Richard Ramsey, Chief Economist of Ulster Bank, on economic growth

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  • Richard Ramsey, Chief Economist, NI, Ulster Bank:
    Growth
    “Philip Hammond kept expectations low ahead of his new Budget-lite Spring Statement. And today he duly delivered what many would deem a non-event. With no spending or taxation changes, the purpose was to provide an update of the economic and public finance forecasts.  These were marginally better than the last set of projections at the November 2017 Budget. Context, however, is everything.  You may recall November’s forecast downgrades were viewed as something of “a bloodbath” at the time – a low.

    Last year’s economic growth has been revised upwards from 1.5% to 1.7%. According to the Office for Budget Responsibility (OBR) this looks set to represent the fastest rate of growth for at least the next 6 years.  The UK economy is set to slow to 1.5% in 2018 (up from 1.4% in November) to 1.3% in 2019 and 2020. The UK economy is then set to ‘accelerate’ to 1.4% in 2021 and 1.5% in 2022. Back in March 2016, the OBR projected growth in excess of 2% each year from 2017-2020. Historically the only times the UK economy expanded at rates below 1.3/1.4% was when the economy was either in recession or transitioning into / out of one.

    It is worth noting that the Northern Ireland economy has consistently under-performed against the UK since the financial crisis. We can expect this trend to continue with the Northern Ireland economy stuck in a low growth gear of 1.0 – 1.5%. Both the UK and NI’s rates of economic growth are sluggish by a historical perspective.  It is also worth noting that the OECD expects the UK to be the slowest growing economy in 2018 amongst the G-20 group of countries. The UK’s poor economic growth rates are occurring at a time when the global economic recovery is very strong.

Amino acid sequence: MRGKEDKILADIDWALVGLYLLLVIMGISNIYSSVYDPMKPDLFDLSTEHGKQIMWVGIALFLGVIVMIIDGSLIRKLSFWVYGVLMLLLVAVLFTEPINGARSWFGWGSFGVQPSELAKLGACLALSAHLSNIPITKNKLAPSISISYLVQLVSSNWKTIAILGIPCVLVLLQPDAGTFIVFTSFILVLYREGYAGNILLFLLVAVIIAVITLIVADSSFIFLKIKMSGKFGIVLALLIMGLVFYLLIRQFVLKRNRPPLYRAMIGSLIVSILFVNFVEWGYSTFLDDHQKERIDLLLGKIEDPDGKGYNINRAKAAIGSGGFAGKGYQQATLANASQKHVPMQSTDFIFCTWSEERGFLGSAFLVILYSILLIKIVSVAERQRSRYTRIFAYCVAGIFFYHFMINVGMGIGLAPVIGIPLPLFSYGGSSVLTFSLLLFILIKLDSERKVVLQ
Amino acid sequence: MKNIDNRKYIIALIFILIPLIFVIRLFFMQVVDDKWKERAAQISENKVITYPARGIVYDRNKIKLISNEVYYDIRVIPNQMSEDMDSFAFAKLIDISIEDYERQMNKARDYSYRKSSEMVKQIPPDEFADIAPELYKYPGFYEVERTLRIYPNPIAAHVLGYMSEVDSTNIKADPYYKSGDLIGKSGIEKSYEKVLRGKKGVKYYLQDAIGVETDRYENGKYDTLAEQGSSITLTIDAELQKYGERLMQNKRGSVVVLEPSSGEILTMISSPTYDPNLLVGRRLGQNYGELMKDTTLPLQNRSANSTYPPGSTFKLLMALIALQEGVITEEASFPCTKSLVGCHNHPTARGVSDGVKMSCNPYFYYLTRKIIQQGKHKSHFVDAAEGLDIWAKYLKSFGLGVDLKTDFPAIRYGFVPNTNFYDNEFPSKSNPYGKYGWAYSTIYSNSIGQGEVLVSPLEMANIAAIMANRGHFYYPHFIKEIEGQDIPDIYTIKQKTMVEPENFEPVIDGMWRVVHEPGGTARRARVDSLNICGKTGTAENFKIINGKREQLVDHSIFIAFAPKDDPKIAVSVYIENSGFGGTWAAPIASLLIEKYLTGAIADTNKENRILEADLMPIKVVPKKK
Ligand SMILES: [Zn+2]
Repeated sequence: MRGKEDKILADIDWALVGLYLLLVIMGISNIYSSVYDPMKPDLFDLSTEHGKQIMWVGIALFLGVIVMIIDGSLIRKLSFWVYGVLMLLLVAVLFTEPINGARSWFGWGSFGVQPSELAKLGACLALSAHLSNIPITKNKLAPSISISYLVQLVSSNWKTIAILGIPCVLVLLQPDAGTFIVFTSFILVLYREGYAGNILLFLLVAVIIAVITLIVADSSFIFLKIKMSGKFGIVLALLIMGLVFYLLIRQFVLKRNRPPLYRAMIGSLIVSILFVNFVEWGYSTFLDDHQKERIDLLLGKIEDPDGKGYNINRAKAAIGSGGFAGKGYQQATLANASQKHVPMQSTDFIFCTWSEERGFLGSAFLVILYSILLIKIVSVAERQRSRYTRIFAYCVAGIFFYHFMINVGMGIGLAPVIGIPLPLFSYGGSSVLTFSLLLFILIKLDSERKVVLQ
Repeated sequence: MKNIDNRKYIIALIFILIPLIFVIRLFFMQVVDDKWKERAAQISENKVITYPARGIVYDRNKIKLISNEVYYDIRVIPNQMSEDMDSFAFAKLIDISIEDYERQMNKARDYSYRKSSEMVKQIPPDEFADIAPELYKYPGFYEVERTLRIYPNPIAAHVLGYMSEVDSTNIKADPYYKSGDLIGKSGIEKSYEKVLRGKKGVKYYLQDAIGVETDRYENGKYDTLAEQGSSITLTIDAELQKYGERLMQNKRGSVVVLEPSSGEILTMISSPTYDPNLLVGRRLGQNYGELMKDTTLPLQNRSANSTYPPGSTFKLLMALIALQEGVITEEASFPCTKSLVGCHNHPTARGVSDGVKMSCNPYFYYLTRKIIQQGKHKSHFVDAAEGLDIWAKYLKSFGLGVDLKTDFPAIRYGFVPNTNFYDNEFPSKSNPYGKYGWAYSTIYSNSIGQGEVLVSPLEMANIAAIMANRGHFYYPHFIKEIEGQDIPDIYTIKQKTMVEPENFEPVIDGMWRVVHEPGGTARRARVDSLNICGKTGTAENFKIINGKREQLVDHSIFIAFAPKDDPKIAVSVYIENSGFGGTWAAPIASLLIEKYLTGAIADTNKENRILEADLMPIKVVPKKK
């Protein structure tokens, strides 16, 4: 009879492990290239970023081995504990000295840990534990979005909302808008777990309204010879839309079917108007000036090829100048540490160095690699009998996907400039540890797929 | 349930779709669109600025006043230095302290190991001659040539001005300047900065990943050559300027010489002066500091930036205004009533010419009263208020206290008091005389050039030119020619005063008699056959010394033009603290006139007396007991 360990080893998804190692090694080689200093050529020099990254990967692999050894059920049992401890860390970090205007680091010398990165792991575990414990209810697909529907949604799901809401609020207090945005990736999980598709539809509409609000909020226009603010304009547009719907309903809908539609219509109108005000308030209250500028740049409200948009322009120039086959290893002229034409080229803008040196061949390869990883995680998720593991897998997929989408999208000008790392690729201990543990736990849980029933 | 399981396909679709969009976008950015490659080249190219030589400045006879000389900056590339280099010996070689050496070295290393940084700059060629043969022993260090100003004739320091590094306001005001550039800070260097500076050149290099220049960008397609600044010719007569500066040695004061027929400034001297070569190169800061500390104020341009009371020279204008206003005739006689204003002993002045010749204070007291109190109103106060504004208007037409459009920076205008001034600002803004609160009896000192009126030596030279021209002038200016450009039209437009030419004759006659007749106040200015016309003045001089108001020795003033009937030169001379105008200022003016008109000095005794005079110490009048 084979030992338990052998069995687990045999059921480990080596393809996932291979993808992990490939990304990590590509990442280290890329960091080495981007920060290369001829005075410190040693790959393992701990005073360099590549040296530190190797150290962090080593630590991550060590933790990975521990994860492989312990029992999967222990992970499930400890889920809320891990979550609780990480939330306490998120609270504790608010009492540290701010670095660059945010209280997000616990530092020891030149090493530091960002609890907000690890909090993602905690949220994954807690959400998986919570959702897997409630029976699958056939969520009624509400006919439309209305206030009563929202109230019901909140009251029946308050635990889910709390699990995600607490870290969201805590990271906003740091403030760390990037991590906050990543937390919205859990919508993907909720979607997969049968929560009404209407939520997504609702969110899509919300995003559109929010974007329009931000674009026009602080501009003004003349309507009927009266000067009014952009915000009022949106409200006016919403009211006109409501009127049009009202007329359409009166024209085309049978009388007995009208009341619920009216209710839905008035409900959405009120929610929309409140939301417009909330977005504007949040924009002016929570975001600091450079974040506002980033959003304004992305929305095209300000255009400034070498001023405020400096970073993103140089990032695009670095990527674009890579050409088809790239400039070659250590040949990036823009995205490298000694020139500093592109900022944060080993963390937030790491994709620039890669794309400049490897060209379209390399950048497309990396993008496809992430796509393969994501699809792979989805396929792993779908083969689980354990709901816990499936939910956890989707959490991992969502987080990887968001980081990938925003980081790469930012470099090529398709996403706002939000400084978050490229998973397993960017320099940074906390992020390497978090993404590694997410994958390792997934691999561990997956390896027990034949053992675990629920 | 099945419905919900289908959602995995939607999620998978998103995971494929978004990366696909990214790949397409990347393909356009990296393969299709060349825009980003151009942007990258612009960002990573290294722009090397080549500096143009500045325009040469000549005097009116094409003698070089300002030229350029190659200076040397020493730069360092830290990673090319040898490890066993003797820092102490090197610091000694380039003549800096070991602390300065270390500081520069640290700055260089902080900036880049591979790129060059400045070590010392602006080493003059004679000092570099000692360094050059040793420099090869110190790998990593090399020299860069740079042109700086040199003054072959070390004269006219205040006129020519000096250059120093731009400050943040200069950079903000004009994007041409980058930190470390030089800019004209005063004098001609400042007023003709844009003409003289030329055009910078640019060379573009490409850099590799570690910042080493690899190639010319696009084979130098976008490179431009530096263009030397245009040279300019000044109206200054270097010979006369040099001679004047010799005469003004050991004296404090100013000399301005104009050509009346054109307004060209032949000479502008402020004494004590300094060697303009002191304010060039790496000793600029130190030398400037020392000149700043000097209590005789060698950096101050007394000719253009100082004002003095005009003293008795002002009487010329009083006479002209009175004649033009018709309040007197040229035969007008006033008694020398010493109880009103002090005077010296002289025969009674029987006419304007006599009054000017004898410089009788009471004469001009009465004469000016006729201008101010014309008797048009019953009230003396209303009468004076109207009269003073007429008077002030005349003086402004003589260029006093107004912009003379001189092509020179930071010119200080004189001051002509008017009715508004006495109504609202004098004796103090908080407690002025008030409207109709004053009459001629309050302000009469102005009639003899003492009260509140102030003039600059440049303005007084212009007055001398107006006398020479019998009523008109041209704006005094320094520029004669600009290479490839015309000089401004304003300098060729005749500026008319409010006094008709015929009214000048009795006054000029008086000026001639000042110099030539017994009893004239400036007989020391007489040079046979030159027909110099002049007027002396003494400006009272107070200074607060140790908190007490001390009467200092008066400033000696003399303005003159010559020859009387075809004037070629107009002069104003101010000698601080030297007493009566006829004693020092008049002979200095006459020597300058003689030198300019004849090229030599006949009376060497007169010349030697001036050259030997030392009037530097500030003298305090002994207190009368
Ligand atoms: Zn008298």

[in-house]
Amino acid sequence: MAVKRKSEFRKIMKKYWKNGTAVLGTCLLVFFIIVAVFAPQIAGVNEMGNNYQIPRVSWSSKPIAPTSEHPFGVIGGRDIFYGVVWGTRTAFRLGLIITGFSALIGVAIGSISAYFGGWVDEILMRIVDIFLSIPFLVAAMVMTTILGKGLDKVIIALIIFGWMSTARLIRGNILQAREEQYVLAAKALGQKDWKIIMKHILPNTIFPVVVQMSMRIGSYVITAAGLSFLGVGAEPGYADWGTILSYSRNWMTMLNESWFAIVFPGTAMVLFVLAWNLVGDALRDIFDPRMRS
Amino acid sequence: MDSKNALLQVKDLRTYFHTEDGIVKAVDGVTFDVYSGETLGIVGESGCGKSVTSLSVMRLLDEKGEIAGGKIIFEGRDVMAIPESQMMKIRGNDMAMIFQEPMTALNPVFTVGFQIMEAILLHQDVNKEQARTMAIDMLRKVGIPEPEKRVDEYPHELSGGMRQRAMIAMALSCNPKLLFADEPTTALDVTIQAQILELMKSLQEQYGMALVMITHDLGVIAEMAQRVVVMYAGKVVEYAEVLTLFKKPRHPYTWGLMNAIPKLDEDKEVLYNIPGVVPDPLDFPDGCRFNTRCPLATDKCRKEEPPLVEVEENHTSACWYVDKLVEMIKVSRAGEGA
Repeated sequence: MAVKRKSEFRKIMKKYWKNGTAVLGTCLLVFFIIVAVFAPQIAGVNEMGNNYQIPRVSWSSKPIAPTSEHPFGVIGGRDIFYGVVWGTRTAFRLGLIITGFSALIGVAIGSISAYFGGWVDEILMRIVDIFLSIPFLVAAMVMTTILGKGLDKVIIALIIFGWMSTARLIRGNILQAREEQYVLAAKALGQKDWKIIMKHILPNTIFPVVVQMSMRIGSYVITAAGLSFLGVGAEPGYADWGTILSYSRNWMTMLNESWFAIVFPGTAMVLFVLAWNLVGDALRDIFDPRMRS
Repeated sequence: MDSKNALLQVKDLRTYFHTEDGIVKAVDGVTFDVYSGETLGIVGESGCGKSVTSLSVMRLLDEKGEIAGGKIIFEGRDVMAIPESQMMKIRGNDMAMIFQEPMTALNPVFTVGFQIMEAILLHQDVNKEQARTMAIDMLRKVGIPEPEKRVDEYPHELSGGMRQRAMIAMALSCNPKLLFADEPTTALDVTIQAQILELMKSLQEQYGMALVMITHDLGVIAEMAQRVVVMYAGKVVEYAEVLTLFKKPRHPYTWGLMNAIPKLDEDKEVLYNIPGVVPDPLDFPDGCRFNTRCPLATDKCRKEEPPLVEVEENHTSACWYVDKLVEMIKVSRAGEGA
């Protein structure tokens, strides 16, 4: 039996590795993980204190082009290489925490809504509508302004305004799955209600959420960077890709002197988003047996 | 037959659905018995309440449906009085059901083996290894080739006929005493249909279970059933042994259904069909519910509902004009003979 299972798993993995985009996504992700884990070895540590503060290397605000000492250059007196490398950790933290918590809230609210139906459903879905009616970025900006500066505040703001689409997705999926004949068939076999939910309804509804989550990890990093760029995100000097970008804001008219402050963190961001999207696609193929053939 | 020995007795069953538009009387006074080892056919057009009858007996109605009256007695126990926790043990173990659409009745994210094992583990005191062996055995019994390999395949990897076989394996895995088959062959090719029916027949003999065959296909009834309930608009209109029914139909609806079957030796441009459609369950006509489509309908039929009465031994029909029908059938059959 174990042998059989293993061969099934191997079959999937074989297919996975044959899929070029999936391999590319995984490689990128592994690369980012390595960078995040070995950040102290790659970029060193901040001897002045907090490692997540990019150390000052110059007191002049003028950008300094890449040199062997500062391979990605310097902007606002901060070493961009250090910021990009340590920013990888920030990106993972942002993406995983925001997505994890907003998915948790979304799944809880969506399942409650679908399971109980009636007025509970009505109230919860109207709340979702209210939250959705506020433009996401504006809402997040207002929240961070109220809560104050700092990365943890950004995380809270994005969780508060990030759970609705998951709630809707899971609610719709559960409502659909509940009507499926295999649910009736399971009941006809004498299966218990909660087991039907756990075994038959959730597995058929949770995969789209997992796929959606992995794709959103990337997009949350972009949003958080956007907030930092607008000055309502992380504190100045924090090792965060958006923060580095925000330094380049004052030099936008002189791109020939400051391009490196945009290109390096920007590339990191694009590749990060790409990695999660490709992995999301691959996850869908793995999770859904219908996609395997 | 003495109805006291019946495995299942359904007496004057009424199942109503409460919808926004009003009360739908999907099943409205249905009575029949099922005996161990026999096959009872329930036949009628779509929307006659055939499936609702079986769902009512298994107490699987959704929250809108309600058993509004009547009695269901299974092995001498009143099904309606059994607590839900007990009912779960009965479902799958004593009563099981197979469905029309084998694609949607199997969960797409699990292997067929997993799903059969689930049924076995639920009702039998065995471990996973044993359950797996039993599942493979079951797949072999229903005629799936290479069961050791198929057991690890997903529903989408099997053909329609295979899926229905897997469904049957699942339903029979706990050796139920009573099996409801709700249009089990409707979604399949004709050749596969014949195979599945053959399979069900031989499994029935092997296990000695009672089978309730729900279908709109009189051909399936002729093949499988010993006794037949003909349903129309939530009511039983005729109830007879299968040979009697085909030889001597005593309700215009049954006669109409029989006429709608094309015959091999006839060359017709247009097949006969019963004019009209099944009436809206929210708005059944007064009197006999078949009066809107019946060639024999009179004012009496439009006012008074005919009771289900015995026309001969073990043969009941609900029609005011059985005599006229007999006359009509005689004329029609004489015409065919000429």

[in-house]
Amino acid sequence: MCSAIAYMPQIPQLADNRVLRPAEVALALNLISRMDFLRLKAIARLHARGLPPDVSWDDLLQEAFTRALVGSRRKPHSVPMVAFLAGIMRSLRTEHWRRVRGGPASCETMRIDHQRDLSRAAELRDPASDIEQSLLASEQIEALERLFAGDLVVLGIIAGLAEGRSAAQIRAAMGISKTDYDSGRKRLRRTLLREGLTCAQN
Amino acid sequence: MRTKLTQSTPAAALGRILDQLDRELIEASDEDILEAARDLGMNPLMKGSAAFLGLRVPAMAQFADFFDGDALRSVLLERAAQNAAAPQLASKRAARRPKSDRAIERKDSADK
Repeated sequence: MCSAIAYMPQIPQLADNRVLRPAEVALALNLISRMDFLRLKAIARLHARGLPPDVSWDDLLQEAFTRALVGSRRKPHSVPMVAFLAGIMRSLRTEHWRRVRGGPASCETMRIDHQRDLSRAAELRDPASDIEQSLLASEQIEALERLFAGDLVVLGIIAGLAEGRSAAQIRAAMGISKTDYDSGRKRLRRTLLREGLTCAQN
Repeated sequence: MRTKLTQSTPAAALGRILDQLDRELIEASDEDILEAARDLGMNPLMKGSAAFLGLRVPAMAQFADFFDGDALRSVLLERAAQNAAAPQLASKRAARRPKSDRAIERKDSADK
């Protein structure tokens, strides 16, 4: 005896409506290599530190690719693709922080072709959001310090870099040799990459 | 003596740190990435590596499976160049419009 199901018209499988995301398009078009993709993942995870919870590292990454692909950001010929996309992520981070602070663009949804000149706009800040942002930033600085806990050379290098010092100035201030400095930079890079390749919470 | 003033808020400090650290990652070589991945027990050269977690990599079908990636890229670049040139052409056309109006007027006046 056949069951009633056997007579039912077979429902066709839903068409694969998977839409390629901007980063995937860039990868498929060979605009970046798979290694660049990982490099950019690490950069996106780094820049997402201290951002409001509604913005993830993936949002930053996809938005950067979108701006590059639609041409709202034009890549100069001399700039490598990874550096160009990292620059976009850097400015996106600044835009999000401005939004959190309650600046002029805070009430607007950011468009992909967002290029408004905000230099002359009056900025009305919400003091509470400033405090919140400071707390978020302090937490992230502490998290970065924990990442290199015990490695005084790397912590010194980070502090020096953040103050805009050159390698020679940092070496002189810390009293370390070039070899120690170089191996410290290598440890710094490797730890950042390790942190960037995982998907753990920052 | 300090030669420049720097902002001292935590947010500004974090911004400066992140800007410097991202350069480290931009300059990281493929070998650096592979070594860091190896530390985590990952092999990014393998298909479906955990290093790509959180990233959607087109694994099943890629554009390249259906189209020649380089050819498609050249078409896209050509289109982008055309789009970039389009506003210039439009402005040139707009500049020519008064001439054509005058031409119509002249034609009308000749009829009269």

Public Finances
    The Chancellor said that the borrowing requirement has fallen, but perhaps not by as much as people expected. The UK still requires £45bn to balance the books in the current financial year (incidentally that is still more borrowing that was projected 2 years ago). As the Institute for Fiscal Studies recently noted we are not nearing the end of austerity.  The state of the public finances remain challenging particularly with the UK stuck in a slow growth lane. Given the challenges the Chancellor faces, tax increases are going to be unavoidable. Policies such as the dementia tax have been put on the back burner, but these things alongside funding the NHS need to be looked at. I would suggest that the days of not touching the likes of income tax, VAT and national insurance are numbered: we have reached the point where it is very difficult to deliver the public services that the public wants without raising taxes.

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